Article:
I suppose there are some other films playing at this year's festival, and I suppose even this von Trier head should make mention of them.  There are a slew I will unfortunately not get to see (ah, to be a New Yorker) and these include Steve McQueen's Shame, Julia Loktev's The Loneliest Planet, Nuri Bilge Ceylan's Once Upon A Time in Anatolia, Sean Durkin's Martha Marcy May Marlene, Mia Hansen-Love's Goodbye First Love, Michael Hazanavicius' silent film The Artist and the Brothers Dardenne with The Kid With the Bike.  But enough of the negative (I will eventually see all of these films) let's accentuate the positive, shall we.  I will be catching Cronenberg's A Dangerous Method, as well as Bela Tarr's The Turin Horse and Abel Ferrara's 4:44 Last Day on Earth.  Sadly three trips are the best this wayward traveler can do this year, but I will try to make them count as I will catch non-NYFF films now playing in NYC after the festival screenings and before my train ride home.

I will post pieces on each of these films as I see them, followed by full reviews as each one is eventually released in theaters.  As for now, I'll get back to my giddy (rather school girl crush) anticipation of LvT's Melancholia (gee I hope there is another Skype Q&A).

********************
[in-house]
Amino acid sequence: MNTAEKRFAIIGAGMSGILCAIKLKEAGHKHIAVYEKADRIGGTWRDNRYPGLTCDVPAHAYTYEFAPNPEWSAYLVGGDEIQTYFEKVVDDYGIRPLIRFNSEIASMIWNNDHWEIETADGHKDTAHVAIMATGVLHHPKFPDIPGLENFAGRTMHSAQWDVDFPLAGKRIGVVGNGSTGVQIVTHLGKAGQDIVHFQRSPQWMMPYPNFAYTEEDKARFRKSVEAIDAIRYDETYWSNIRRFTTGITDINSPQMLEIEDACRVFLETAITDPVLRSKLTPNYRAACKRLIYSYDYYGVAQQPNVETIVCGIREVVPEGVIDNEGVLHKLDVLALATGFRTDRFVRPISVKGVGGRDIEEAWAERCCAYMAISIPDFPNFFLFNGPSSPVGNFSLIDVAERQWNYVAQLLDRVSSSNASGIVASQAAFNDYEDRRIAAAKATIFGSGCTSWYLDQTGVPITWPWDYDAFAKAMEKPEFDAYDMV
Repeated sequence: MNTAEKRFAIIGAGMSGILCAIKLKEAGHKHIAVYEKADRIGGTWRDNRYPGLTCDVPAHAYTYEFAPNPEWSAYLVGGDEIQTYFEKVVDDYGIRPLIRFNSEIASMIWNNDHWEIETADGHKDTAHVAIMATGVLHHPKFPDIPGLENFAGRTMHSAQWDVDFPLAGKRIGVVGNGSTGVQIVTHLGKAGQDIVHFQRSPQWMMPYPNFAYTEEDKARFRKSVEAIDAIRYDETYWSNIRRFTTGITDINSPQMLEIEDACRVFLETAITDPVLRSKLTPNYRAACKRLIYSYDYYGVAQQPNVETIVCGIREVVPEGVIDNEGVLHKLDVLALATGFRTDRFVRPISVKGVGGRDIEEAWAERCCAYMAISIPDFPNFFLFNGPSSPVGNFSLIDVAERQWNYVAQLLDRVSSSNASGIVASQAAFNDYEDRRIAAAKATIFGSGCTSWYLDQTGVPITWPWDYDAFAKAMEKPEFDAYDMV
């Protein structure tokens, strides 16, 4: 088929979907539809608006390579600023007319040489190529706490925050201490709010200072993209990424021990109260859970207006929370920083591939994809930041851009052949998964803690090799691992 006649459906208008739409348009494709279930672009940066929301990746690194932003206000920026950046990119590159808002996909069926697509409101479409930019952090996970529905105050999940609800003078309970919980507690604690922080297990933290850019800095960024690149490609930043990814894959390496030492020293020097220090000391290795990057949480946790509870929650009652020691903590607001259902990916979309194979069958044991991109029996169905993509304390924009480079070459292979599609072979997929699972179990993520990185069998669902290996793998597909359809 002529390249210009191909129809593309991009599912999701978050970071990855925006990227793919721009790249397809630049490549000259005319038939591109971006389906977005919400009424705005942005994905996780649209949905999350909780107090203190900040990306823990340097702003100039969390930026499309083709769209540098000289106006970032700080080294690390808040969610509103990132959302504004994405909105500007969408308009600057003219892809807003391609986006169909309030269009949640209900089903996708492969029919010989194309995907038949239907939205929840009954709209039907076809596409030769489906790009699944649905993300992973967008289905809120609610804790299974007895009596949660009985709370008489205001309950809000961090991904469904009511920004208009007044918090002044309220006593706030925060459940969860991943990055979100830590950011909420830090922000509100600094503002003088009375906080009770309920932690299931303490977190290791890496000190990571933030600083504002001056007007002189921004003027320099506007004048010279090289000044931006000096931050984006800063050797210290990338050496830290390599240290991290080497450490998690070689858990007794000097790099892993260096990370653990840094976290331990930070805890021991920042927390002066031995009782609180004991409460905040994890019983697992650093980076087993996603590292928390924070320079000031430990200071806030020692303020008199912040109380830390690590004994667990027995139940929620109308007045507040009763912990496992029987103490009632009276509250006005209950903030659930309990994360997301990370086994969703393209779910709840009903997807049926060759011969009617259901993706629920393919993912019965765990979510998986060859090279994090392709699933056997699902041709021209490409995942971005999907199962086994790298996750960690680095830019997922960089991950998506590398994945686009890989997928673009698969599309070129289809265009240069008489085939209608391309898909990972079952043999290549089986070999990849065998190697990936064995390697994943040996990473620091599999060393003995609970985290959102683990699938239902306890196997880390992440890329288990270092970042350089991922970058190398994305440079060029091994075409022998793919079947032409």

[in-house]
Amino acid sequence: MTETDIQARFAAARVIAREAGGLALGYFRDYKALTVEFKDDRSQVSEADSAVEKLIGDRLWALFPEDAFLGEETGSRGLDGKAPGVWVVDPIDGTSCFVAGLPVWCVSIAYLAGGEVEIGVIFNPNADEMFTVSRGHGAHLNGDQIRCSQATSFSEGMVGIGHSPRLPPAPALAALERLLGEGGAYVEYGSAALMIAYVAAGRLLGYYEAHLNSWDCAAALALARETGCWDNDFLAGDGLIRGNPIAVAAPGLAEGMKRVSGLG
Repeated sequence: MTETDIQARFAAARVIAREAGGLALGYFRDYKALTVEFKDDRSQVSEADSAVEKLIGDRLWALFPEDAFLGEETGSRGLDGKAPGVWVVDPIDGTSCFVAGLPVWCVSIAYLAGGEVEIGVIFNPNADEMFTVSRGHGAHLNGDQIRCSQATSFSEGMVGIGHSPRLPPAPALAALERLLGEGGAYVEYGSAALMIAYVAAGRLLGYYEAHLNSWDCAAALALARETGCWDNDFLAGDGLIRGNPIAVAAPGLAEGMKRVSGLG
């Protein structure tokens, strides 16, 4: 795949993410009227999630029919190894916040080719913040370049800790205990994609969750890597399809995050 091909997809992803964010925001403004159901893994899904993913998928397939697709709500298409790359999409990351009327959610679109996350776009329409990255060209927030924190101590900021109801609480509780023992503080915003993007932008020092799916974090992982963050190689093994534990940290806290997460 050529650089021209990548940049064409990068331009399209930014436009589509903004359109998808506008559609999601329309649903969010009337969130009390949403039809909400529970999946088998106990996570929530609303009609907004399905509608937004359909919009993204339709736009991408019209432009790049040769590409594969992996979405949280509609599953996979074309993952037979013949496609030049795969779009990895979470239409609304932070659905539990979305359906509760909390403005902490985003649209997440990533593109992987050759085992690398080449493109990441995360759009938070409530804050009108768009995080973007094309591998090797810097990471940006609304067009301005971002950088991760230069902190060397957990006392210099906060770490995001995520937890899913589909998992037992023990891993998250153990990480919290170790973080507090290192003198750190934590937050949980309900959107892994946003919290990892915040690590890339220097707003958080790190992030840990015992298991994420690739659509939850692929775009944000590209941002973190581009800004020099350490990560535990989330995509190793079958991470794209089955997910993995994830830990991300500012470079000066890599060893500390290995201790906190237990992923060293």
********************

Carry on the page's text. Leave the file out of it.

8 comments:

Stevee Taylor said...

I really hope you like it. I thought it was brilliant...I find I like it even more now than I did when I first saw it. I need to see it again!

Have fun!

Kevyn Knox said...

Thanx. Here's to hoping you see it again soon.

Michaël Parent said...

I can't wait either! The stills are intriguing and I look forward to read your thoughts on it! Sadly, I won't make it to NYC and the release date in Quebec City isn't out yet... Maybe next year I'll try to do a pilgrimage and catch the NYFF...

Michaël Parent said...

Also I'm really looking forward to Cronenberg's A Dangerous Method!

Kevyn Knox said...

Yes, the Cronenberg is another I am greatly anticipating. Hopefully will see that at the festival.

whistlingypsy said...

I don’t know if I am a fan of von Trier’s films because I have never sat through one (talk about promptings of guilt). I look forward to your post on Melancholia with great anticipation, because despite living in a large urban city, I doubt the film will make it to a theater near me. I have seen the trailer and I can think of only one word to describe it: luscious. I am also looking forward to The Artist and Hugo, both visually stunning tributes to the silent film era (despite Scorsese’s decision to film the Méliès story in 3-D). I’ll check back over the next few days to read your thoughts on Melancholia; I hope you’re not disappointed.

Kevyn Knox said...

Thanx.

Yes, The Artist and Hugo are two of my most anticipated films right now as well.

I do think Scorsese's filming in 3D (a thing the auteur has wanted to do since first seeing House of Wax back as a kid) works on the level of Méliès having probably worked in 3D if available.

Then again, I have not seen the film yet.